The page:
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You’re on a constant journey to understand your body and how you can serve each other better. In seeking balance, you understand that you don’t need to do all of the wellness things, all at the time. Rather, your goal is build a self-care toolkit so you can match the right practice with each circumstance that comes your way. 

You are someone who values common sense logic and well-established research. The healthy hedonist likes to know the “why” behind what they’re doing. But there is no more compelling argument for making a health change than experiencing the positive benefits yourself. You genuinely understand that every body is different, and that science is a long way from discovering back pocket solutions to all our intricacies.  

When it comes to your daily choices, you prefer knowing your boundaries over setting strict rules. And you also know that those guidelines may change over time as your body ages and evolves. 

That’s not to say that this life of moderation is always easy. Some days involve less kale than others, but your advantage as a healthy hedonist is knowing that the worst thing you can do is stress about them. You fall off the wagon just as much as some of the other wellness personality types. The difference is that you don’t consider it a fall. Instead of feeling guilty, you find other ways to nourish yourself and offset the scales. 

The healthy hedonist’s biggest strengths:

  •  Discerning which trends and practices to try on for size
  • Committing to balancing mental health along with physical health
  • Introspection, analysis and finding the proof in the pudding (which sometimes means poop)

Biggest growth edges for healthy hedonists:

  • Feelings of deprivation when faced with an extreme lifestyle change

  • Making sure that short periods of indulgence don’t lead to more indulgence 

  • Delayed action due to information overloa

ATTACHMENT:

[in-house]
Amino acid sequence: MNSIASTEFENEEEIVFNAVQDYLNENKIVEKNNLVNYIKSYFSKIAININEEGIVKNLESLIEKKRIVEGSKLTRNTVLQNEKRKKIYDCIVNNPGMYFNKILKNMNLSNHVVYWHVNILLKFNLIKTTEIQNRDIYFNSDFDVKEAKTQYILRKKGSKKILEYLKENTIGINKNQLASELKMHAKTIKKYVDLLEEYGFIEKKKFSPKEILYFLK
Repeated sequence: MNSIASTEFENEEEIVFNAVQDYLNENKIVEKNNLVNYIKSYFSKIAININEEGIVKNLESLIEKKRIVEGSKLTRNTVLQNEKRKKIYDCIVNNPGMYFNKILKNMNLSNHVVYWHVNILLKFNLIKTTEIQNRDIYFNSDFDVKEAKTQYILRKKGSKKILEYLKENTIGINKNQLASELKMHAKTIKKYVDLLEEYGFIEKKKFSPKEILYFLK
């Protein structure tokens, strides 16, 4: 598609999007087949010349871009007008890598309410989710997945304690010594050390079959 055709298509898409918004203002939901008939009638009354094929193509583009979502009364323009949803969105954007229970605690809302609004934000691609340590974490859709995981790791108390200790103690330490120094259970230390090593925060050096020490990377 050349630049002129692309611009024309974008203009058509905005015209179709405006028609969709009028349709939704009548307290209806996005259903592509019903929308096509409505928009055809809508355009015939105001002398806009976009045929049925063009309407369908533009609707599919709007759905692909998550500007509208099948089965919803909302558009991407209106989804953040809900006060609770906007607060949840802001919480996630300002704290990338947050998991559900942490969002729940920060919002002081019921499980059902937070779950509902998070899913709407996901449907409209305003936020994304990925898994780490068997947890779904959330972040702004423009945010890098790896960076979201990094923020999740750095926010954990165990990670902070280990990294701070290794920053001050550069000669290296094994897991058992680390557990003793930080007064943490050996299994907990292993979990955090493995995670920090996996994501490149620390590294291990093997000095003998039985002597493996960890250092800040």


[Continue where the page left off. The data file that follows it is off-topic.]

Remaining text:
How do you use your personality to your advantage? 

The biggest challenge for healthy hedonists is in the execution. 

Moderation is easier said than done, especially when indulgences involve addictive substances like sugar that can fuel cravings. But the bigger struggle is when your body actually requires a hard reset or more strict approach. Hardline rules may feel arbitrary, and you struggle with experts telling you to take on strict protocols that don’t seem rooted in your own personal experience, or are too big of a damper on your hedonism.  

The biggest way to overcome this hurdle is to remind yourself that strict protocols are part of the larger experiment. Nothing is a life sentence. It’s one prong of the long process of getting to know yourself and checking back in. I know you’re game for the ride. 

You may also feel better once you’ve put in enough of your own research to understand the medical president. Just be careful that your process of uncovering the “why” doesn’t drag on. Sometimes healthy hedonists can get bogged down with analysis, forgetting their primary mission, which is to jump in and gather experiences. 

Three things to try this week:


1. Get organized.

In the spirit of action, and designing your own wellness project, make a list of things you want to experiment with this year. It can be in a dedicated journal or notebook so you can record your findings in one place. These are your growth areas that you have yet to explore. Now, create a schedule for actually tackling them. 

2. Choose one baby step. 

Since healthy hedonists are intimidated by big changes, your best path forward is breaking down new health experiments into baby steps. For instance, if this month you want to take better care of your teeth, a baby step might be to floss every night for a week. Another might be to invest in a new natural toothpaste. Come up with four and add to your calendar. 

3. Take your baseline temperature. 

The risk in allowing yourself indulgences is that they can easily get out of control without your fully realizing. It’s important for you to build in small resets and temperature checks into your month. This week keep a food, activity and symptom journal. You may think you’re eating less sugar or walking more than you actually are. Recording for a short period of time will help you hold a mirror up to your actions and tweak the balance going forward. I have a fabulous worksheet for this as part of the 4 Weeks to Wellness Program

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